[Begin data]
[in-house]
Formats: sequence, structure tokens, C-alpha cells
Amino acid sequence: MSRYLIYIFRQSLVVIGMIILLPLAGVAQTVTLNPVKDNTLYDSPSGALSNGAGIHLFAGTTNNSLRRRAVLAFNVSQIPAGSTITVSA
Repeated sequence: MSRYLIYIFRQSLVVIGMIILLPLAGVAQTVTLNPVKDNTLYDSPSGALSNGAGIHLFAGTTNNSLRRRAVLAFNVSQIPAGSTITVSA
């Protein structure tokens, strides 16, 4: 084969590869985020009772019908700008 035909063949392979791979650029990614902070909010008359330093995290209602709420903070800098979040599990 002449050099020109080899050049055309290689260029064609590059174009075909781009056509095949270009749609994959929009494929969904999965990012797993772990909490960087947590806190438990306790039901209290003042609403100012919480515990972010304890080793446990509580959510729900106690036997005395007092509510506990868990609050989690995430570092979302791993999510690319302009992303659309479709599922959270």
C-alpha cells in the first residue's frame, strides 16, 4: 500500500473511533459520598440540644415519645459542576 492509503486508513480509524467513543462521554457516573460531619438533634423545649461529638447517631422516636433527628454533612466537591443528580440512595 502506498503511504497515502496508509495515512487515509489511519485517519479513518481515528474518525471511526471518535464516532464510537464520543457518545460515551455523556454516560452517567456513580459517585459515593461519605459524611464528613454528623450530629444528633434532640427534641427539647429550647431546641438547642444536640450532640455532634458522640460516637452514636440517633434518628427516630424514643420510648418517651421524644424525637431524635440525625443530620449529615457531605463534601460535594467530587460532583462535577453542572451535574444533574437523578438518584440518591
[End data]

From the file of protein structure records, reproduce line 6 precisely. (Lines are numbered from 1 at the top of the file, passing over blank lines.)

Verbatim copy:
C-alpha cells in the first residue's frame, strides 16, 4: 500500500473511533459520598440540644415519645459542576 492509503486508513480509524467513543462521554457516573460531619438533634423545649461529638447517631422516636433527628454533612466537591443528580440512595 502506498503511504497515502496508509495515512487515509489511519485517519479513518481515528474518525471511526471518535464516532464510537464520543457518545460515551455523556454516560452517567456513580459517585459515593461519605459524611464528613454528623450530629444528633434532640427534641427539647429550647431546641438547642444536640450532640455532634458522640460516637452514636440517633434518628427516630424514643420510648418517651421524644424525637431524635440525625443530620449529615457531605463534601460535594467530587460532583462535577453542572451535574444533574437523578438518584440518591